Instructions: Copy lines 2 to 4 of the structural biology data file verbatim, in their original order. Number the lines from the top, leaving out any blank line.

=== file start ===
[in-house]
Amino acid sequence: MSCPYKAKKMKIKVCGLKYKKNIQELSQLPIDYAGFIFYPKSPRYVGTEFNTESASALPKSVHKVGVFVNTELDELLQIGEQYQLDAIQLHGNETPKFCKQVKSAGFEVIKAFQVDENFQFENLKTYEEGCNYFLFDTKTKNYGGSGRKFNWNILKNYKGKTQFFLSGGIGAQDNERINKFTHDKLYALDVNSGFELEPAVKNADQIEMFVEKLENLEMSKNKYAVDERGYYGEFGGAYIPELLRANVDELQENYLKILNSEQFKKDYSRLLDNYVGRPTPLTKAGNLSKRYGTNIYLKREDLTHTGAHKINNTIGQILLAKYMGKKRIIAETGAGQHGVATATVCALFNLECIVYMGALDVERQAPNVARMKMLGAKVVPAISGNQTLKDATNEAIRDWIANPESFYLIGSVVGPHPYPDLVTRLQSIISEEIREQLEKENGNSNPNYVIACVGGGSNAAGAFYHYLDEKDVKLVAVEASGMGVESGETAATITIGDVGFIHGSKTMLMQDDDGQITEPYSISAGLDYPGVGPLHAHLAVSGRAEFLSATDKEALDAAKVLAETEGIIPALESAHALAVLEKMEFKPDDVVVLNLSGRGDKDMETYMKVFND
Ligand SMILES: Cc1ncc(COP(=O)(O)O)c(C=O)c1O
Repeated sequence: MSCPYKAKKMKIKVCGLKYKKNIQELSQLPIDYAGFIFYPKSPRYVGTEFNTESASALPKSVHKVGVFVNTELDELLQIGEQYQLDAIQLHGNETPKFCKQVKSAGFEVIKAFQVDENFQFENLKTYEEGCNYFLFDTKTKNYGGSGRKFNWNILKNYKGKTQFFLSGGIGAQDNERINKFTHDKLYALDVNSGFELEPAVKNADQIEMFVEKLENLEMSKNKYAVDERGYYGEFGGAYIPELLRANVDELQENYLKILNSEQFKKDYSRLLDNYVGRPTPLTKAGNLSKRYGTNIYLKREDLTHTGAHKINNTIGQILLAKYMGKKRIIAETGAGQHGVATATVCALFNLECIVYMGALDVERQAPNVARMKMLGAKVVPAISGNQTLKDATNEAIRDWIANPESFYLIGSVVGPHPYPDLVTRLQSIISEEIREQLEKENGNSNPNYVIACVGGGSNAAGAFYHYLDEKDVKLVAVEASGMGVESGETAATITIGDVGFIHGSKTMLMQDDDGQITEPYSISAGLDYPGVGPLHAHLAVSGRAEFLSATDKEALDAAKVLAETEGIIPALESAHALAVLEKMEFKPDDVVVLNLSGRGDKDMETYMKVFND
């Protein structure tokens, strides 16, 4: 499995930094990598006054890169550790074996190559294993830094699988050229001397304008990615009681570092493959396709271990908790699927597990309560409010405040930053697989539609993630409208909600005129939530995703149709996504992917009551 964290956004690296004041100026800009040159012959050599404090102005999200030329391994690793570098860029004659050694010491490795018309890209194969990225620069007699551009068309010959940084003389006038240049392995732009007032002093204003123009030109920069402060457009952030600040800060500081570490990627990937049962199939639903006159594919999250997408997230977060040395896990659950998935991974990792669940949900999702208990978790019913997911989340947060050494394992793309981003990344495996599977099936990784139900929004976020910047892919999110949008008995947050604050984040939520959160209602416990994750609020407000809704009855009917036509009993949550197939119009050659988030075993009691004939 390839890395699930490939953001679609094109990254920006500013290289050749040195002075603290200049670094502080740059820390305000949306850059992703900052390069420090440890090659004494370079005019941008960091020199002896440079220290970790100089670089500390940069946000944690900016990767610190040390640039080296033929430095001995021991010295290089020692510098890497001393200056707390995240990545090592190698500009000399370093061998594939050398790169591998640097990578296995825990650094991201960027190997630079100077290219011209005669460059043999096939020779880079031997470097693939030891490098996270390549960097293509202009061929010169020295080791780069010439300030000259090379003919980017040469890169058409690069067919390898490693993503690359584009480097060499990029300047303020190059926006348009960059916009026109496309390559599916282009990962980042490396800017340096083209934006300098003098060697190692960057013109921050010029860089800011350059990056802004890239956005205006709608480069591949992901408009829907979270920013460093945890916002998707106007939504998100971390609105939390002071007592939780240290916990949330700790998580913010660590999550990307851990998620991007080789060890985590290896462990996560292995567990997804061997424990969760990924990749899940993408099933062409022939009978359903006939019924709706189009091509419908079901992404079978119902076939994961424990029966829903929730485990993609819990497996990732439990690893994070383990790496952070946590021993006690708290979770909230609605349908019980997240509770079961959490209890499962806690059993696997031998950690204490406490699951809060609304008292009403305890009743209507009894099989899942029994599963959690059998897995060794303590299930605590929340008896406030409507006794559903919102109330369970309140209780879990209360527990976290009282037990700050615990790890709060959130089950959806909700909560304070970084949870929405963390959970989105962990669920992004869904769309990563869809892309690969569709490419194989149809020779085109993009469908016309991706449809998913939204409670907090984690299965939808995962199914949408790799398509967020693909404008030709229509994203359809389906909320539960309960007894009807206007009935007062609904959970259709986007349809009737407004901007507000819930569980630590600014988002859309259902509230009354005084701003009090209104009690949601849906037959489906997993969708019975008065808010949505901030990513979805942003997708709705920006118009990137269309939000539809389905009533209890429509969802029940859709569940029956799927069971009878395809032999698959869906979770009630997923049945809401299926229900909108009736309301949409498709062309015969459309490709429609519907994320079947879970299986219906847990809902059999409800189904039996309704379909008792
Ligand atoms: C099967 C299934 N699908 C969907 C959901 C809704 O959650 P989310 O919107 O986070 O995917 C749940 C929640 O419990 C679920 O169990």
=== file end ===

Amino acid sequence: MSCPYKAKKMKIKVCGLKYKKNIQELSQLPIDYAGFIFYPKSPRYVGTEFNTESASALPKSVHKVGVFVNTELDELLQIGEQYQLDAIQLHGNETPKFCKQVKSAGFEVIKAFQVDENFQFENLKTYEEGCNYFLFDTKTKNYGGSGRKFNWNILKNYKGKTQFFLSGGIGAQDNERINKFTHDKLYALDVNSGFELEPAVKNADQIEMFVEKLENLEMSKNKYAVDERGYYGEFGGAYIPELLRANVDELQENYLKILNSEQFKKDYSRLLDNYVGRPTPLTKAGNLSKRYGTNIYLKREDLTHTGAHKINNTIGQILLAKYMGKKRIIAETGAGQHGVATATVCALFNLECIVYMGALDVERQAPNVARMKMLGAKVVPAISGNQTLKDATNEAIRDWIANPESFYLIGSVVGPHPYPDLVTRLQSIISEEIREQLEKENGNSNPNYVIACVGGGSNAAGAFYHYLDEKDVKLVAVEASGMGVESGETAATITIGDVGFIHGSKTMLMQDDDGQITEPYSISAGLDYPGVGPLHAHLAVSGRAEFLSATDKEALDAAKVLAETEGIIPALESAHALAVLEKMEFKPDDVVVLNLSGRGDKDMETYMKVFND
Ligand SMILES: Cc1ncc(COP(=O)(O)O)c(C=O)c1O
Repeated sequence: MSCPYKAKKMKIKVCGLKYKKNIQELSQLPIDYAGFIFYPKSPRYVGTEFNTESASALPKSVHKVGVFVNTELDELLQIGEQYQLDAIQLHGNETPKFCKQVKSAGFEVIKAFQVDENFQFENLKTYEEGCNYFLFDTKTKNYGGSGRKFNWNILKNYKGKTQFFLSGGIGAQDNERINKFTHDKLYALDVNSGFELEPAVKNADQIEMFVEKLENLEMSKNKYAVDERGYYGEFGGAYIPELLRANVDELQENYLKILNSEQFKKDYSRLLDNYVGRPTPLTKAGNLSKRYGTNIYLKREDLTHTGAHKINNTIGQILLAKYMGKKRIIAETGAGQHGVATATVCALFNLECIVYMGALDVERQAPNVARMKMLGAKVVPAISGNQTLKDATNEAIRDWIANPESFYLIGSVVGPHPYPDLVTRLQSIISEEIREQLEKENGNSNPNYVIACVGGGSNAAGAFYHYLDEKDVKLVAVEASGMGVESGETAATITIGDVGFIHGSKTMLMQDDDGQITEPYSISAGLDYPGVGPLHAHLAVSGRAEFLSATDKEALDAAKVLAETEGIIPALESAHALAVLEKMEFKPDDVVVLNLSGRGDKDMETYMKVFND